Man's condition: inconstancy, boredom, anxiety.
All men's miseries derive from not being able to sit in a quiet room alone.
Reason's last step is the recognition that there are an infinite number of things beyond it.
Two excesses: to exclude reason and to admit nothing but reason.
The eternal silence of these infinite spaces [of the heavens] fills me with terror.
Man is only a reed, the feeblest thing in nature, but he is a thinking reed.
The way of God, who disposes all things with gentleness, is to instill religion into our minds with reasoned arguments and into our hearts with grace, but attempting to instill it into our hearts and minds with force and threats is to instill not religion but terror.
The comfort of the rich depends on an abundant supply of the poor.
Every man is a creature of the age in which he lives, and a few are able to raise themselves above the ideas of the time.
The longer we dwell on our misfortunes, the greater is their power to harm us.
If you have two religions in your country, the two will cut each other's throats; but if you have thirty religions, they will dwell in peace.
Theology is to religion what poisons are to food.
Life is a shipwreck, but we mustn't forget to sing in the lifeboats.
It is forbidden to kill; therefore all murderers are punished, unless they kill in large numbers and to the sound of trumpets.
Men will always be mad and those who think they can cure them are the maddest of all.
Those who can make you believe absurdities, can make you commit atrocities.
Every man is guilty of all the good he did not do.
It is dangerous to be right in matters on which the established authorities are wrong.
Religion began when the first scoundrel met the first fool.
Gotthold Ephraim Lessing
It is not truth in whose possession a man is, or thinks he is, which constitutes the worth of a man, but rather the honest effort he has made to find it out. For it is not by the possession of truth that his powers are expanded, but rather by its investigation. Possession makes us complacent, indolent, and proud.
If God were to hold shut in his right hand all truth, and in his left hand nothing by the ever restless quest for truth, though with the condition of my erring forever, and if he were to say to me, "Choose!" - I would bow humbly to his left hand, and say, "Father, give! Pure truth is for Thee alone!"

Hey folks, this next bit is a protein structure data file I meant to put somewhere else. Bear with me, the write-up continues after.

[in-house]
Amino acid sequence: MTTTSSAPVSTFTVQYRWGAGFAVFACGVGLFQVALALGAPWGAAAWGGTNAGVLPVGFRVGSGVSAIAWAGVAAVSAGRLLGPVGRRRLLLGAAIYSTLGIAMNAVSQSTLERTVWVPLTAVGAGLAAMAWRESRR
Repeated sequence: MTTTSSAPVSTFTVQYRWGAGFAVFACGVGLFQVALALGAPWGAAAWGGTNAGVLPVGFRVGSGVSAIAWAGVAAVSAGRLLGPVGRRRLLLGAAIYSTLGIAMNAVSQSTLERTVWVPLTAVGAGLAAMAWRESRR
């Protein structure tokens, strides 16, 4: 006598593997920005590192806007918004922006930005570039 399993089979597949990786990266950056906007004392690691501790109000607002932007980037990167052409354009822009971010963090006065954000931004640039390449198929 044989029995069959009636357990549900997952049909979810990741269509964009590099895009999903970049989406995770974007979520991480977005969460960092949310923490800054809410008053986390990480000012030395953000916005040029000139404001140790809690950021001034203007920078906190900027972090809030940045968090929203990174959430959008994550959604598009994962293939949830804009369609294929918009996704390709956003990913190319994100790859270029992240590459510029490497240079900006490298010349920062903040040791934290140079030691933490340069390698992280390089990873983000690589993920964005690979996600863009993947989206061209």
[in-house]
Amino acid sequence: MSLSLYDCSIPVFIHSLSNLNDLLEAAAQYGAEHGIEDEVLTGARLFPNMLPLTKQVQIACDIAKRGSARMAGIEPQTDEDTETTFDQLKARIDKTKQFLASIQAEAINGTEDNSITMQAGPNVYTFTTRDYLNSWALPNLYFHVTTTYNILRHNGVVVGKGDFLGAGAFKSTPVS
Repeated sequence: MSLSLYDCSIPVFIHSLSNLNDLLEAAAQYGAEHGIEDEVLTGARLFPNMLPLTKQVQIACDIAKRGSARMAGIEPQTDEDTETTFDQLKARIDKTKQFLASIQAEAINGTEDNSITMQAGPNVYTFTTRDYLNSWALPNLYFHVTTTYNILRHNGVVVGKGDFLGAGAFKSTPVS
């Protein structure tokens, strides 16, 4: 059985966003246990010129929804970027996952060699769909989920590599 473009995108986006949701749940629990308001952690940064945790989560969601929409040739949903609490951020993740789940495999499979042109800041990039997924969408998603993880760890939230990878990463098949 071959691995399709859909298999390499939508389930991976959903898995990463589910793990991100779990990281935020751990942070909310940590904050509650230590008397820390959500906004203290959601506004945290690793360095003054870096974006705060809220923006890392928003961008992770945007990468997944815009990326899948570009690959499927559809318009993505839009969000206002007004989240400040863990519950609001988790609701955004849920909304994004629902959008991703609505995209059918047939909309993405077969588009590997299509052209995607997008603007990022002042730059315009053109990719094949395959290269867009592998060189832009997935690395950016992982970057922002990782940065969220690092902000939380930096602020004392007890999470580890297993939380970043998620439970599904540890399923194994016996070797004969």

Henri Frederic Amiel
Do not despise your situation; in it you must act, suffer, and prevail. From every point on earth we are equally near to heaven and to the infinite.
The man who insists upon seeing with perfect clarity before he decides, never decides. Accept life, and you must accept regret.
It is not what he has, nor what he does, which directly expresses the worth of a man, but what he is.
It is dangerous to abandon one's self to the luxury of grief; it deprives one of courage and even of the wish to recover.
There is no curing a sick man who believes he is healthy.
Truth is violated not only by falsehood, but also by silence.
The man who has no inner life is a slave to his surroundings.
To shun one's cross is to make it heavier.
Life is short and we never have too much time for gladdening the hearts of those who are travelling the dark journey with us.
Nature is unjust and shameless, without morality and without faith. The human conscience, however, revolts against this law of nature, and to satisfy its own instinct for justice it has imagined two hypotheses - the idea of an individual providence, and the hypothesis of another life. In these we have a protest against nature, which is thus declared immoral and scandalous to the moral sense.
To be rooted is perhaps the most important and least recognized need of the human heart.
Unless one has placed oneself on the side of the oppressed to feel with them, one cannot understand.
Whatever debases the intelligence degrades the entire human being.
Whoever takes up the sword shall perish by the sword. And whoever does not take up the sword shall perish on the cross.
A hurtful act transfers to others our own self-degradation.
Evil, when we are in its power, is not felt as evil, but as a necessity, or even a duty.
I can, therefore I am.
We must not wish for the disappearance of our troubles, but for the grace to transform them.
What scares me is the Church as a social thing. Not only because of her stains, but by the very fact that it is a social thing.
Silence in the face of evil is itself evil - God will not hold us guiltless. Not to speak is to speak. Not to act is to act.
We are not to simply bandage the wounds of victims beneath the wheels of injustice; we are to drive a spoke into the wheel itself.
The ultimate test of a moral society is the kind of world it leaves its children.
Earthly possessions dazzle our eyes and delude us into thinking that they can provide security and freedom from anxiety. Yet all the time they are the very source of anxiety.
The first service we owe to others is to listen to them.
See the great events of world history from below, from the perspective of the outcast, the suspects, the maltreated, the powerless, the oppressed, the reviled - in short, from the perspective of those who suffer.
Christendom adjusts itself far too easily to the worship of power. Christians should give more offense, shock the world far more than they are doing now. The Christian should take a stronger stand in favor of the weak rather than considering first the possible right of the strong.